Much of the time, the internal workings of the IRS are a mystery—they don’t want us to know who gets audited for what because that would make it too easy to cheat. But the agency trumpeted the audits of high earners—as well as the parade of lawyers and financial advisers who advised fraud and went to jail. “Our book stops in 2004 with a semi-happy ending,” Rostain said. “The IRS got the law firms, and the mood changed.”

The problem is that the action moved offshore. Apple set up empty subsidiary offices in Ireland because it could. Or even because it should, as a sensible way to save money, as Derek Thompson argues in the Atlantic. I wouldn’t go that far. But I take the point that Columbia law professor Michael Graetz made to me over the phone: “If you have a lot of income and a lot of good tax advice, the code is so broken that your opportunities for reducing taxes are higher than they are if you’re just earning your wages and paying your home mortgage and raising your children.” The Bush administration did get behind legislation to penalize offshore tax shelters. And Graetz argues that within its powers, the IRS’s march of enforcement has continued. For example, there’s the prosecution of a UBS banker accused of helping Americans hide money in Swiss accounts, and the $700 million fine UBS wound up paying the government to settle charges of interest-rate manipulation.

The IRS launched a big effort to go after secret offshore accounts in 2009, and since then 71 of these evaders been charged, Laura Saunders of the Wall Street Journal reported earlier this month. They are going to prison (though their average sentences are about half as long as the punishments doled out for other kinds of tax fraud). Still, liberal journalist Robert Kuttner asks this question: “If the IRS is supposedly so zealous about tax enforcement, why has it left on the table hundreds of billions of dollars in offshore tax evasion by the wealthiest?” Maybe the IRS should put more of its resources into these cases—and maybe Congress should give the agency more money for this purpose. Still, as Sen. Carl Levin has pointed out, “The universe of offshore tax cheating has become so large that no one, not even the United States government, could go after it all.”

In terms of the way the IRS treats big fish and little fish, the audit rates are generally reassuring. The chances you’ll be audited rises with your income bracket. Dennis Ventry, a law professor at the University of California at Davis, read me the numbers: The overall audit rate is about 1 percent. For incomes of over $1 million, it jumps to 9 percent, and for incomes above $10 million, it goes all the way to 27 percent.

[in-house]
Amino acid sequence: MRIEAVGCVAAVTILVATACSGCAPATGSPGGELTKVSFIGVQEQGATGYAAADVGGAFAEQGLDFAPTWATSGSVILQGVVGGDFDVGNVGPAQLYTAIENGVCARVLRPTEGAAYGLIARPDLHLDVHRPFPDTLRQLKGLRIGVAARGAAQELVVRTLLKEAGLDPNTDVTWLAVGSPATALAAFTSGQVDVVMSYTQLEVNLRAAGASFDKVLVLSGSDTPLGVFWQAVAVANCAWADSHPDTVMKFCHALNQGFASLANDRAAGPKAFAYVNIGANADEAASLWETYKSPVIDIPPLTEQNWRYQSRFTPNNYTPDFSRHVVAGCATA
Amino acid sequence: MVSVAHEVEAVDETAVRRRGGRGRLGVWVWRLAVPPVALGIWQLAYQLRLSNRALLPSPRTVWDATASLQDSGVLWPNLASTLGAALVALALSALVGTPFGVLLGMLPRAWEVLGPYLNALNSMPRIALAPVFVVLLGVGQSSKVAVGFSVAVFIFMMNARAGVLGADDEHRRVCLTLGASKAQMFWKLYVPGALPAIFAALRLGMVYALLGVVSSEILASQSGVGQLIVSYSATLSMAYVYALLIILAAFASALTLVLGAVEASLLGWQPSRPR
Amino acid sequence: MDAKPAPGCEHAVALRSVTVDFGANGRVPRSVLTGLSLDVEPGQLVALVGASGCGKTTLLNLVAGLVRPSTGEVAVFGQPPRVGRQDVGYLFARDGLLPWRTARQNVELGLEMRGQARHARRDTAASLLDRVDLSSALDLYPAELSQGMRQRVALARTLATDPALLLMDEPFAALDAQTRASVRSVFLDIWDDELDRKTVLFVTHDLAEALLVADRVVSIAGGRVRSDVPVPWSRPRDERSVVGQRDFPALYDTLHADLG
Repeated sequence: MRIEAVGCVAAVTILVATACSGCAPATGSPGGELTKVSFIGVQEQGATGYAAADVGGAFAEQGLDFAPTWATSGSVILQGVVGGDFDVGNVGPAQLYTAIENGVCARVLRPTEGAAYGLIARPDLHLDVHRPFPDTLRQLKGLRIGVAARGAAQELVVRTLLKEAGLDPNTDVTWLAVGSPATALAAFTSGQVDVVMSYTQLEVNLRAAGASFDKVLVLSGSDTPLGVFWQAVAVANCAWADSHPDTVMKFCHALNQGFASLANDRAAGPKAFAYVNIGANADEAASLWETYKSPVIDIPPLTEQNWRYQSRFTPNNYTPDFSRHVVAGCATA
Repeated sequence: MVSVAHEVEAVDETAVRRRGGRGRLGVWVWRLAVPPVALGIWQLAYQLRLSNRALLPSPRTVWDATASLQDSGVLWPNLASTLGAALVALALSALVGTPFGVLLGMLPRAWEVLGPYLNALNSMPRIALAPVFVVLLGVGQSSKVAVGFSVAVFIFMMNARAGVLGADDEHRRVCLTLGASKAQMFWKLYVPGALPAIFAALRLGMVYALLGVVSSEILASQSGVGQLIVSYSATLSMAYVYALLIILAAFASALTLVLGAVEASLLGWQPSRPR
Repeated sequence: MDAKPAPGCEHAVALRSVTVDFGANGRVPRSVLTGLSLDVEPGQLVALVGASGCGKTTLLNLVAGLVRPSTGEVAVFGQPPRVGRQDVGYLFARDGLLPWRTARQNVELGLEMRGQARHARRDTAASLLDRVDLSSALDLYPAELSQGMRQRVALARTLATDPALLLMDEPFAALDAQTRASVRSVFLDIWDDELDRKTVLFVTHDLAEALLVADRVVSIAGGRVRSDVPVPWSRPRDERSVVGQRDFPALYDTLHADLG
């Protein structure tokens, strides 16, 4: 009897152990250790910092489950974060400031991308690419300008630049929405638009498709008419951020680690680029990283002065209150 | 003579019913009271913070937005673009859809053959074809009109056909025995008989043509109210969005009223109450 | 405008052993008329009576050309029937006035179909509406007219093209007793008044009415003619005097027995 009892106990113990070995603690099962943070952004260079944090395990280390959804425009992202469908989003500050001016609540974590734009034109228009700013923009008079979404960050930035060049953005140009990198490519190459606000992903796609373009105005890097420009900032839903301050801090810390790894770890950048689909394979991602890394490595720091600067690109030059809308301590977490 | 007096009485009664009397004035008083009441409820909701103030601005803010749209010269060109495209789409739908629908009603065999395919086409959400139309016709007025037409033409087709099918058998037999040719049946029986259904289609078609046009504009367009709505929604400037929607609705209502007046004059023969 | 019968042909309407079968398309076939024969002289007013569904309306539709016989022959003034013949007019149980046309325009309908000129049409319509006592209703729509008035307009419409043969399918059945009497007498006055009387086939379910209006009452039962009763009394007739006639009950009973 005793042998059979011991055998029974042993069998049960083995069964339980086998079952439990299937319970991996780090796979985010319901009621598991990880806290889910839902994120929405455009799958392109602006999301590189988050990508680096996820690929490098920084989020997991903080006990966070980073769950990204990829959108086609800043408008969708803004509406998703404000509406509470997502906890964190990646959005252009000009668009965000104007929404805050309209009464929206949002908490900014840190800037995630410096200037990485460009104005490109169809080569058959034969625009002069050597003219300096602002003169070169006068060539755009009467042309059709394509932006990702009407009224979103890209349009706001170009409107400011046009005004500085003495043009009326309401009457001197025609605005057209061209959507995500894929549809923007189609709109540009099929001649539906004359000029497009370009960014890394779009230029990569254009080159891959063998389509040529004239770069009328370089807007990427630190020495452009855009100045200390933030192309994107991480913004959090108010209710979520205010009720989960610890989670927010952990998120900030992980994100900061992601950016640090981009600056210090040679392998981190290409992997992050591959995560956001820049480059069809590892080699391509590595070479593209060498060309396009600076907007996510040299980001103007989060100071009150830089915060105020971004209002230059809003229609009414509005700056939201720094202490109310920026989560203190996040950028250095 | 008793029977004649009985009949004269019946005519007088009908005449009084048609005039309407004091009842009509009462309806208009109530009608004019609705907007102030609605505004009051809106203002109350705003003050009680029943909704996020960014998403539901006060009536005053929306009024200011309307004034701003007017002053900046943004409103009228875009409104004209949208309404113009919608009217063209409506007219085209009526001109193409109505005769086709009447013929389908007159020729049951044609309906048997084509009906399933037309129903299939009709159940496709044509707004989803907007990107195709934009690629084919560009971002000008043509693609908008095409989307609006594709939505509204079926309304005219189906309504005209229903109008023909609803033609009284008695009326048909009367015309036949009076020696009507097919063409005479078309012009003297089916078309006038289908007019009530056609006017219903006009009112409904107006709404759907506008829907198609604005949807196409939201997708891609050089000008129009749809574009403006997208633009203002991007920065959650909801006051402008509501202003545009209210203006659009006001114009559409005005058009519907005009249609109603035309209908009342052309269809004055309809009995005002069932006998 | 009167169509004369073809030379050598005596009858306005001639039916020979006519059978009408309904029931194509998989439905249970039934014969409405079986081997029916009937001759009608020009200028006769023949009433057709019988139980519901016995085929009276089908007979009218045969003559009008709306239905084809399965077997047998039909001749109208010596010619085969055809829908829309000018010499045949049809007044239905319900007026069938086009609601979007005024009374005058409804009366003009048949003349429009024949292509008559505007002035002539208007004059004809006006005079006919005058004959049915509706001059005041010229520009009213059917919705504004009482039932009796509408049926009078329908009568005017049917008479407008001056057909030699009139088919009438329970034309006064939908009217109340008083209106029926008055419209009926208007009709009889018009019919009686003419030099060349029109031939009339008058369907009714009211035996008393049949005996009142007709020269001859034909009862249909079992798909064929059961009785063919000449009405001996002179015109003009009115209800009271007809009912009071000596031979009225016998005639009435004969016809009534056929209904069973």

It’s also true that people who claim the Earned Income Tax Credit—the working poor—are twice as likely to be audited than anyone else, says Ventry. (That’s down from four times as likely between 2000 to 2005.) There are also more problems with the tax returns of EITC claimants, though they may often amount less to fraud than to error or the shenanigans of the loan outfits that offer to fill out the forms in exchange for a big cut.

“Why does it seem that there’s always someone getting away with something in the tax world?” Robert W. Wood asks on Forbes. “Because there is. Wealthy people may manipulate the rules and pay less than you think they should. At the other end of the spectrum, scams may hand out earned income tax credits and bogus refunds. The fact that someone is playing the game better than you are can grate but it doesn’t mean the whole system is rigged.” It’s hard to hold those dual truths in your head at once. Especially when the IRS is getting pilloried for blowing it in the separate, but suddenly visible world of nonprofit status. But in the end, we need this agency. So try.

Emily Bazelon is a writer for Slate.